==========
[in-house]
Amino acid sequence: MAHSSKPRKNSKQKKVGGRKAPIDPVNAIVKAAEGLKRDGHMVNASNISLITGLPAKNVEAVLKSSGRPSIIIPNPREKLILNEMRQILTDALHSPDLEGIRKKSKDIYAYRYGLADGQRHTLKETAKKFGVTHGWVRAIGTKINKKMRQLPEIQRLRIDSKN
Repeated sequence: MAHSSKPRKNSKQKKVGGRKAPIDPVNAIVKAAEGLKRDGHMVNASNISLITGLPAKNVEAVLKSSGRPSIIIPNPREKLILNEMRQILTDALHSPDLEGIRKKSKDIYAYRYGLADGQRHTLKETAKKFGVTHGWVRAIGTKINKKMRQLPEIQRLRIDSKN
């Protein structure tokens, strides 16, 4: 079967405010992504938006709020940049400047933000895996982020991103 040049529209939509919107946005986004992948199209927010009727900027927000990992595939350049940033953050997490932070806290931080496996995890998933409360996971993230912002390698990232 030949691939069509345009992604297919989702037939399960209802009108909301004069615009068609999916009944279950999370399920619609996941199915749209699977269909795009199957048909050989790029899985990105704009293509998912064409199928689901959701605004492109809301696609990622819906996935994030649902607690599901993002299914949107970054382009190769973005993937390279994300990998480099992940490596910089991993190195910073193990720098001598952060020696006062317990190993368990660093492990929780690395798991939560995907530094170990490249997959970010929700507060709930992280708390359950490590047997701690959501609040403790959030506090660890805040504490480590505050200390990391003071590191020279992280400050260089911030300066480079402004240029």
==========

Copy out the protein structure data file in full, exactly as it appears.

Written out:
[in-house]
Amino acid sequence: MAHSSKPRKNSKQKKVGGRKAPIDPVNAIVKAAEGLKRDGHMVNASNISLITGLPAKNVEAVLKSSGRPSIIIPNPREKLILNEMRQILTDALHSPDLEGIRKKSKDIYAYRYGLADGQRHTLKETAKKFGVTHGWVRAIGTKINKKMRQLPEIQRLRIDSKN
Repeated sequence: MAHSSKPRKNSKQKKVGGRKAPIDPVNAIVKAAEGLKRDGHMVNASNISLITGLPAKNVEAVLKSSGRPSIIIPNPREKLILNEMRQILTDALHSPDLEGIRKKSKDIYAYRYGLADGQRHTLKETAKKFGVTHGWVRAIGTKINKKMRQLPEIQRLRIDSKN
């Protein structure tokens, strides 16, 4: 079967405010992504938006709020940049400047933000895996982020991103 040049529209939509919107946005986004992948199209927010009727900027927000990992595939350049940033953050997490932070806290931080496996995890998933409360996971993230912002390698990232 030949691939069509345009992604297919989702037939399960209802009108909301004069615009068609999916009944279950999370399920619609996941199915749209699977269909795009199957048909050989790029899985990105704009293509998912064409199928689901959701605004492109809301696609990622819906996935994030649902607690599901993002299914949107970054382009190769973005993937390279994300990998480099992940490596910089991993190195910073193990720098001598952060020696006062317990190993368990660093492990929780690395798991939560995907530094170990490249997959970010929700507060709930992280708390359950490590047997701690959501609040403790959030506090660890805040504490480590505050200390990391003071590191020279992280400050260089911030300066480079402004240029």